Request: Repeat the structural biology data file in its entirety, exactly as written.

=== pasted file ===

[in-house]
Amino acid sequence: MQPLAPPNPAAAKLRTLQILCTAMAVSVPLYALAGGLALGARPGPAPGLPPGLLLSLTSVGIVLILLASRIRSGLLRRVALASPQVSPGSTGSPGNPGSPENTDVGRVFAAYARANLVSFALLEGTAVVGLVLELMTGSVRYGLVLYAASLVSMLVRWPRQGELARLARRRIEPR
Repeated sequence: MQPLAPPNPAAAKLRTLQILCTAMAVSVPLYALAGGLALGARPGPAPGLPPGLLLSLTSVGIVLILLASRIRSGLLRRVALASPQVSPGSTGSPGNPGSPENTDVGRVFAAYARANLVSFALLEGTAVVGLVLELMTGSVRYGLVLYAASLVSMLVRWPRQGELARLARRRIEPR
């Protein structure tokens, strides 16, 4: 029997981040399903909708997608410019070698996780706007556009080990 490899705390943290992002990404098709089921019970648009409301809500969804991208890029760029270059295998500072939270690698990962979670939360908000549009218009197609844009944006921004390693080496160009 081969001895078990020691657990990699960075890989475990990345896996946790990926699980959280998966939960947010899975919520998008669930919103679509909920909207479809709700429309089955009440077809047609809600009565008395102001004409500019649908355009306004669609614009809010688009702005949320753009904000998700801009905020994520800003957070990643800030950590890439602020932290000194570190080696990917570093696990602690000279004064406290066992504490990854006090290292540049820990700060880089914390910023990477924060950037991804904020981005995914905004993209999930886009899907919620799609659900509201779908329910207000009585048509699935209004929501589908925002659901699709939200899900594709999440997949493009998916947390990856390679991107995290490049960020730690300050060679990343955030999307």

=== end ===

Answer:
[in-house]
Amino acid sequence: MQPLAPPNPAAAKLRTLQILCTAMAVSVPLYALAGGLALGARPGPAPGLPPGLLLSLTSVGIVLILLASRIRSGLLRRVALASPQVSPGSTGSPGNPGSPENTDVGRVFAAYARANLVSFALLEGTAVVGLVLELMTGSVRYGLVLYAASLVSMLVRWPRQGELARLARRRIEPR
Repeated sequence: MQPLAPPNPAAAKLRTLQILCTAMAVSVPLYALAGGLALGARPGPAPGLPPGLLLSLTSVGIVLILLASRIRSGLLRRVALASPQVSPGSTGSPGNPGSPENTDVGRVFAAYARANLVSFALLEGTAVVGLVLELMTGSVRYGLVLYAASLVSMLVRWPRQGELARLARRRIEPR
């Protein structure tokens, strides 16, 4: 029997981040399903909708997608410019070698996780706007556009080990 490899705390943290992002990404098709089921019970648009409301809500969804991208890029760029270059295998500072939270690698990962979670939360908000549009218009197609844009944006921004390693080496160009 081969001895078990020691657990990699960075890989475990990345896996946790990926699980959280998966939960947010899975919520998008669930919103679509909920909207479809709700429309089955009440077809047609809600009565008395102001004409500019649908355009306004669609614009809010688009702005949320753009904000998700801009905020994520800003957070990643800030950590890439602020932290000194570190080696990917570093696990602690000279004064406290066992504490990854006090290292540049820990700060880089914390910023990477924060950037991804904020981005995914905004993209999930886009899907919620799609659900509201779908329910207000009585048509699935209004929501589908925002659901699709939200899900594709999440997949493009998916947390990856390679991107995290490049960020730690300050060679990343955030999307």